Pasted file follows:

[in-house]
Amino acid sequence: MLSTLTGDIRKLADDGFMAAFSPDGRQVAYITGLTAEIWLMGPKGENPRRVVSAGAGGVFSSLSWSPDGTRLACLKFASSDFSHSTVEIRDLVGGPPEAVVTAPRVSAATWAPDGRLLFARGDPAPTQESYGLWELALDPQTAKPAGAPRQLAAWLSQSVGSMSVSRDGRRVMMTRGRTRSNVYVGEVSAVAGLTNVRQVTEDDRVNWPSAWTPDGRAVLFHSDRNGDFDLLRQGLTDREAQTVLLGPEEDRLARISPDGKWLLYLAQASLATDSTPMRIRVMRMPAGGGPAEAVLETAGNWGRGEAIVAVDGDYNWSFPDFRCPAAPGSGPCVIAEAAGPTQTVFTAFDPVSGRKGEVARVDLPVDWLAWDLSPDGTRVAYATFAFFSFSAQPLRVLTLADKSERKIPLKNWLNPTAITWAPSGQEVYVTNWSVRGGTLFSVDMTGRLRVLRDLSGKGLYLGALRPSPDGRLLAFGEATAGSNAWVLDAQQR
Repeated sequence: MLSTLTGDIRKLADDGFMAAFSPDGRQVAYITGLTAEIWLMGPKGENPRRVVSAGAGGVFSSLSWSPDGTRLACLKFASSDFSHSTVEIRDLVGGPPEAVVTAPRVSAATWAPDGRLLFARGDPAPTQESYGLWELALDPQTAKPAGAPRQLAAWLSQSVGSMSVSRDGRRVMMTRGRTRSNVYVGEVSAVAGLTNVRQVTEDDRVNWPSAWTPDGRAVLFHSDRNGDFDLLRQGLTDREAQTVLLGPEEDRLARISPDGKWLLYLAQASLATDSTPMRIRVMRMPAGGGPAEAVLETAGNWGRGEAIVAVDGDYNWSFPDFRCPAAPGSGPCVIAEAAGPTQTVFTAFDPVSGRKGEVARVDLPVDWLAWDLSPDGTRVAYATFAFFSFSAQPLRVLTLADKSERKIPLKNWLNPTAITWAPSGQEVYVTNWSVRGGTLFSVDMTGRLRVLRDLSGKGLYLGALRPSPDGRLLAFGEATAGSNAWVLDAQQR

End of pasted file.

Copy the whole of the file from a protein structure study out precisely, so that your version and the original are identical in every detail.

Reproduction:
[in-house]
Amino acid sequence: MLSTLTGDIRKLADDGFMAAFSPDGRQVAYITGLTAEIWLMGPKGENPRRVVSAGAGGVFSSLSWSPDGTRLACLKFASSDFSHSTVEIRDLVGGPPEAVVTAPRVSAATWAPDGRLLFARGDPAPTQESYGLWELALDPQTAKPAGAPRQLAAWLSQSVGSMSVSRDGRRVMMTRGRTRSNVYVGEVSAVAGLTNVRQVTEDDRVNWPSAWTPDGRAVLFHSDRNGDFDLLRQGLTDREAQTVLLGPEEDRLARISPDGKWLLYLAQASLATDSTPMRIRVMRMPAGGGPAEAVLETAGNWGRGEAIVAVDGDYNWSFPDFRCPAAPGSGPCVIAEAAGPTQTVFTAFDPVSGRKGEVARVDLPVDWLAWDLSPDGTRVAYATFAFFSFSAQPLRVLTLADKSERKIPLKNWLNPTAITWAPSGQEVYVTNWSVRGGTLFSVDMTGRLRVLRDLSGKGLYLGALRPSPDGRLLAFGEATAGSNAWVLDAQQR
Repeated sequence: MLSTLTGDIRKLADDGFMAAFSPDGRQVAYITGLTAEIWLMGPKGENPRRVVSAGAGGVFSSLSWSPDGTRLACLKFASSDFSHSTVEIRDLVGGPPEAVVTAPRVSAATWAPDGRLLFARGDPAPTQESYGLWELALDPQTAKPAGAPRQLAAWLSQSVGSMSVSRDGRRVMMTRGRTRSNVYVGEVSAVAGLTNVRQVTEDDRVNWPSAWTPDGRAVLFHSDRNGDFDLLRQGLTDREAQTVLLGPEEDRLARISPDGKWLLYLAQASLATDSTPMRIRVMRMPAGGGPAEAVLETAGNWGRGEAIVAVDGDYNWSFPDFRCPAAPGSGPCVIAEAAGPTQTVFTAFDPVSGRKGEVARVDLPVDWLAWDLSPDGTRVAYATFAFFSFSAQPLRVLTLADKSERKIPLKNWLNPTAITWAPSGQEVYVTNWSVRGGTLFSVDMTGRLRVLRDLSGKGLYLGALRPSPDGRLLAFGEATAGSNAWVLDAQQR